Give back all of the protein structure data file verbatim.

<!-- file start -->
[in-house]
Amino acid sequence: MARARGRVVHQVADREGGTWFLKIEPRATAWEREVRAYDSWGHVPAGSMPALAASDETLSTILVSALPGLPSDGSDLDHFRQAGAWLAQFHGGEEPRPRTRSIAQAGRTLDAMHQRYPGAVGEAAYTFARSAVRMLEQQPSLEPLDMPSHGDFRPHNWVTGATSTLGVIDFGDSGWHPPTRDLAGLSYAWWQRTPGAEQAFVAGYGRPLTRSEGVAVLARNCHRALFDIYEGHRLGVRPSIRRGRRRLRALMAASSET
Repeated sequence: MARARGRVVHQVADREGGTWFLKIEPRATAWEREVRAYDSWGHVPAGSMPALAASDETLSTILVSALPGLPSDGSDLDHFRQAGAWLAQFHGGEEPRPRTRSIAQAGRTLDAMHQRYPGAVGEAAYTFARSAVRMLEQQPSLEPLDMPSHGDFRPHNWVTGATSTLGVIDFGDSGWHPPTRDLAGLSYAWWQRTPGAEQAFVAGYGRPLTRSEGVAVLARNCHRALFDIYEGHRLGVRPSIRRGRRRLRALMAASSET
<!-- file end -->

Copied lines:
[in-house]
Amino acid sequence: MARARGRVVHQVADREGGTWFLKIEPRATAWEREVRAYDSWGHVPAGSMPALAASDETLSTILVSALPGLPSDGSDLDHFRQAGAWLAQFHGGEEPRPRTRSIAQAGRTLDAMHQRYPGAVGEAAYTFARSAVRMLEQQPSLEPLDMPSHGDFRPHNWVTGATSTLGVIDFGDSGWHPPTRDLAGLSYAWWQRTPGAEQAFVAGYGRPLTRSEGVAVLARNCHRALFDIYEGHRLGVRPSIRRGRRRLRALMAASSET
Repeated sequence: MARARGRVVHQVADREGGTWFLKIEPRATAWEREVRAYDSWGHVPAGSMPALAASDETLSTILVSALPGLPSDGSDLDHFRQAGAWLAQFHGGEEPRPRTRSIAQAGRTLDAMHQRYPGAVGEAAYTFARSAVRMLEQQPSLEPLDMPSHGDFRPHNWVTGATSTLGVIDFGDSGWHPPTRDLAGLSYAWWQRTPGAEQAFVAGYGRPLTRSEGVAVLARNCHRALFDIYEGHRLGVRPSIRRGRRRLRALMAASSET